Plaque Characterization with Vascular MR Micro-Coils

Period of Performance: 05/01/2006 - 04/30/2008

$208K

Phase 1 STTR

Recipient Firm

Interventional Imaging, Inc.
Cleveland, OH 44114
Principal Investigator

Abstract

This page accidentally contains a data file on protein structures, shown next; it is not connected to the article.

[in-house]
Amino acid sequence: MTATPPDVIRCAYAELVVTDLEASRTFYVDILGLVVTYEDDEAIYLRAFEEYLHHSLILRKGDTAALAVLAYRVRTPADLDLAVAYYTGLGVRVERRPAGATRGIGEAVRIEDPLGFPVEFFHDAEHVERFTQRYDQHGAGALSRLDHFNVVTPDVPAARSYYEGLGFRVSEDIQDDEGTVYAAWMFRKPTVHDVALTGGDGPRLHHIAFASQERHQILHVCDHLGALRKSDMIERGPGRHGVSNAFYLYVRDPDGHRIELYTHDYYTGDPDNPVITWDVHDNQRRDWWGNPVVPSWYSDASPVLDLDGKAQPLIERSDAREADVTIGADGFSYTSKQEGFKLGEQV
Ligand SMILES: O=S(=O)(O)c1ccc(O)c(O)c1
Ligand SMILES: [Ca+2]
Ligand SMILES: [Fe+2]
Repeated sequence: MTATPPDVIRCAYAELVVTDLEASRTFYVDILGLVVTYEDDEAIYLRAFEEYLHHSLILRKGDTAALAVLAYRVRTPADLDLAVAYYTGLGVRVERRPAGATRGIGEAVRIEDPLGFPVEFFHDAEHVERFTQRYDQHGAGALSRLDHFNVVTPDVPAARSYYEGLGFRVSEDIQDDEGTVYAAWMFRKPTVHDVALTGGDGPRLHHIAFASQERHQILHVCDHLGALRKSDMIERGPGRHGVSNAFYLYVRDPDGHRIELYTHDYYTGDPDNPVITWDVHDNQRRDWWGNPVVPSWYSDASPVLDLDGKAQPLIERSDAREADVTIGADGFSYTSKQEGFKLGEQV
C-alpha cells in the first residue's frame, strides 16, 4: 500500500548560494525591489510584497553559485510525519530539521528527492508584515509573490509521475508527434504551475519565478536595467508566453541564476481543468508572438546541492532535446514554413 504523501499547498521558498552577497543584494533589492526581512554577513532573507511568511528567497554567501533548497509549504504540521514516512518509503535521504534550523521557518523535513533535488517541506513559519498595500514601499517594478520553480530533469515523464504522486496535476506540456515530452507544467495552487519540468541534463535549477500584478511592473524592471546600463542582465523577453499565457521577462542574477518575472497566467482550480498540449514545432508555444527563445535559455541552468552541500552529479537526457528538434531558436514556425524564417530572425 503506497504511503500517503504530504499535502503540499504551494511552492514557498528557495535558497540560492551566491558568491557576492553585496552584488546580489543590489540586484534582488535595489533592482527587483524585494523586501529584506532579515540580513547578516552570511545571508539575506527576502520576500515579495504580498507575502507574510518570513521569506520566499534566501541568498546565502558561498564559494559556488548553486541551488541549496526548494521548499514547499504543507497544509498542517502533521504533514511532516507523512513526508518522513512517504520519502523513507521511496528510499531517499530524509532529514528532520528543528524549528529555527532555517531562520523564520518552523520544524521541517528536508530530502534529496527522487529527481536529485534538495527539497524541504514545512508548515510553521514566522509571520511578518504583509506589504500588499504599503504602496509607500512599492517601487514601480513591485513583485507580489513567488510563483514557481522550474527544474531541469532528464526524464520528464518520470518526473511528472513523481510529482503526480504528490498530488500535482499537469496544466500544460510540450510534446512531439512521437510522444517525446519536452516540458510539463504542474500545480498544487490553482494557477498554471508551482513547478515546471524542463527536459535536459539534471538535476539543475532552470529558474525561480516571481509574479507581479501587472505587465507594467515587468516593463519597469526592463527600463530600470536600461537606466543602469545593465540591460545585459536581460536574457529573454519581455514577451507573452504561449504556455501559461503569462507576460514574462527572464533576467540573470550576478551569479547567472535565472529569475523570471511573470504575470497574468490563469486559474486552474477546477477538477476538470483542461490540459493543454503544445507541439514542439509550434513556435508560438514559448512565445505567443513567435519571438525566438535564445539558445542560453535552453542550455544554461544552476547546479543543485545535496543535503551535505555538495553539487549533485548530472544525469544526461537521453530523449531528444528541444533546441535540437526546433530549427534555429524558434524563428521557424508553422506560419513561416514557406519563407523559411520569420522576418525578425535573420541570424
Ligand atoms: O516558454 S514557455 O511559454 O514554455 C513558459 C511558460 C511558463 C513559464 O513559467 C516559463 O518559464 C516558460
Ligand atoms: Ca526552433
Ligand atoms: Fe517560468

DESCRIPTION (provided by applicant): Interventional Imaging Incorporated (I3) is developing clinical-grade catheters with intravascular MR micro- oils that can provide high resolution, high SNR images of the blood vessel wall at clinical field strengths. We believe that such images should enable one to characterize plaque tissue types (e.g., fibro-fatty plaque, advanced necrotic core, or unstable fibrous cap) and determine vulnerable lesions. I3 and researchers at Case Western Reserve University will develop experimental and computer methods to test this hypothesis using MR images of vessel segments from human cadavers. A special cryo-microtome/imaging device will be used to obtain "ground truth" pathology maps that can be accurately registered to the MR images. Computer classification techniques will be applied to multiple MR images having different contrasts and results will be statistically compared to pathology maps. It is believed that thorough evaluation requires a large number of vessel samples with a range of pathologies, and techniques for improved experimental throughput will be investigated. If Phase I goals are met, we will continue with large sample, well designed experiments to test both human and computer tissue classification of blood vessel disease using micro-coil imaging. If plaque tissue types can be reliably classified using micro-coil images, this should create extraordinary excitement in a marketplace clamoring for methods to diagnose vulnerable plaque. Relevance to Public Health, Interventional Imaging Incorporated (I3) and researchers at Case Western Reserve University will develop methods for improved detection and staging of blood vessel disease. Intravascular MR micro-coils will be used to obtain very high resolution, microscopic MR images of the vessel wall. Computer aided diagnosis techniques will be developed and applied to the image data that will determine the type of plaque in the lesion (e.g., fibro-fatty plaque, advanced necrotic core, or unstable fibrous cap) and determine its vulnerability for rupture, which can be a life threatening event.